FIG. 8 is a simple block diagram of an apparatus that can be used to implement the method for use with a mobile station to generate and transmit a random access packet such as the random access packets shown in FIG. 7, in accordance with the preferred embodiment of the present invention. In one embodiment, the present method can be implemented under the control of a microprocessor (not explicitly shown) located in the mobile station. The random access packet generating apparatus 100 includes a signal mixer 104, which spreads a "signature i" 102 (e.g., retrieved from an internal memory area in the mobile station 18) with a specific preamble spreading code for the cell-sector involved (e.g., also retrieved from the internal memory area) to form the cell-sector specific preamble of the random access packet to be transmitted. The data field of the random access packet to be transmitted is generated with a data field generator 110. A mixer 114 spreads the generated data field with a unique short spreading code (112) associated with the "signature i". The resulting data field of the random access packet is then spread with a concatenated code, which can be constructed, for example, by a modulo-2 addition (by mixer 118) of the signature-associated short code (112) with a sector-specific long spreading code 116 (e.g., retrieved from an internal memory area). The length of the resulting data field (120) of the random access packet to be transmitted can be flexibly selected at the mobile station (e.g., hours or days long). The length of the resulting data field (120) can be varied at the mobile station, which provides an effective and quick way to establish long data or voice calls.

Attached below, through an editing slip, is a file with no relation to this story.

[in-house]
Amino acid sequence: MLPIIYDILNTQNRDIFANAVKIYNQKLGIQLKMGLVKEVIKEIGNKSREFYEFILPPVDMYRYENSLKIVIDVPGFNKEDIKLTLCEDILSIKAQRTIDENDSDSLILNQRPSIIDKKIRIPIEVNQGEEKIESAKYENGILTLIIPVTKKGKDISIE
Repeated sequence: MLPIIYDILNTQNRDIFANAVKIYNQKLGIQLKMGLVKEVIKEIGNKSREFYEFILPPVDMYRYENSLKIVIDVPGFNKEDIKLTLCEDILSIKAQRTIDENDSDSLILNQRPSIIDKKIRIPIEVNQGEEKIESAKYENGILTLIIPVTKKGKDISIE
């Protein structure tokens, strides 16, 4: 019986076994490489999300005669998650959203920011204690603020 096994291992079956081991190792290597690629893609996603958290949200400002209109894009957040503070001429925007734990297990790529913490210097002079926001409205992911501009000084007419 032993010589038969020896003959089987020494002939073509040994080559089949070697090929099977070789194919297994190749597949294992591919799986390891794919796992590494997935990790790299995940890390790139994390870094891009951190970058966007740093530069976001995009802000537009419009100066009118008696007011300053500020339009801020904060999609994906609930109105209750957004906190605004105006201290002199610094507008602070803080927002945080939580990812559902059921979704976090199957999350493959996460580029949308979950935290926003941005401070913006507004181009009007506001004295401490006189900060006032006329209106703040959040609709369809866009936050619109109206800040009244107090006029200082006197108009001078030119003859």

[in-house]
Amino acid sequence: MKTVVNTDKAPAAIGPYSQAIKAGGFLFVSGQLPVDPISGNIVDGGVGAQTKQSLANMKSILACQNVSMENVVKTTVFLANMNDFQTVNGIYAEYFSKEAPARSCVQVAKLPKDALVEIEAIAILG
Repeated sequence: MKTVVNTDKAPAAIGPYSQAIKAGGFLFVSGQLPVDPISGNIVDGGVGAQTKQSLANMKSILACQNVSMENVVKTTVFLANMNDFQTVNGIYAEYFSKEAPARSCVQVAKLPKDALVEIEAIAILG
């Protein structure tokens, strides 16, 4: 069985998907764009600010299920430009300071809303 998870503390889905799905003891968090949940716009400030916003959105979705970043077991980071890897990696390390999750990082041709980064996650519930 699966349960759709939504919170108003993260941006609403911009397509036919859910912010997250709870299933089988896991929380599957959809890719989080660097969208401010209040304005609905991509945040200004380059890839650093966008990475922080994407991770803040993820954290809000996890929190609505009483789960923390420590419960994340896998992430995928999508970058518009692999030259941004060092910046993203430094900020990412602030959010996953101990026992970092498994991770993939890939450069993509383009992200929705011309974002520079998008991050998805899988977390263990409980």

Although a preferred embodiment of the method and apparatus of the present invention has been illustrated in the accompanying Drawings and described in the foregoing Detailed Description, it will be understood that the invention is not limited to the embodiment disclosed, but is capable of numerous rearrangements, modifications and substitutions without departing from the spirit of the invention as set forth and defined by the following claims.
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|WO2008150598A2 *||29 avr. 2008||11 déc. 2008||Texas Instruments Inc||Signaling of random access preamble time-frequency location in wireless networks|
|Classification aux États-Unis||370/342, 370/515|
|Classification internationale||H04J13/00, H04J13/10, H04J13/16, H04L12/56, H04B7/26, H04W72/04, H04W74/08|
|Classification coopérative||H04J13/107, H04J13/0029, H04B2201/70701, H04J13/0033, H04W74/004, H04J13/16, H04B2201/709709, H04W74/0833, H04W72/0466, H04W28/06|
|Classification européenne||H04W74/00C2, H04J13/10A2, H04J13/16|
|29 sept. 1997||AS||Assignment|
Owner name: TELEFONAKTIEBOLAGET L M ERICSSON (PUBL), SWEDEN
Free format text: ASSIGNMENT OF ASSIGNORS INTEREST;ASSIGNORS:ESMAILZADEH, RIAZ;GUSTAFSSON, MARIA;REEL/FRAME:008764/0543
Effective date: 19970625
|21 juin 2004||FPAY||Fee payment|
Year of fee payment: 4
|19 juin 2008||FPAY||Fee payment|
Year of fee payment: 8
|19 juin 2012||FPAY||Fee payment|
Year of fee payment: 12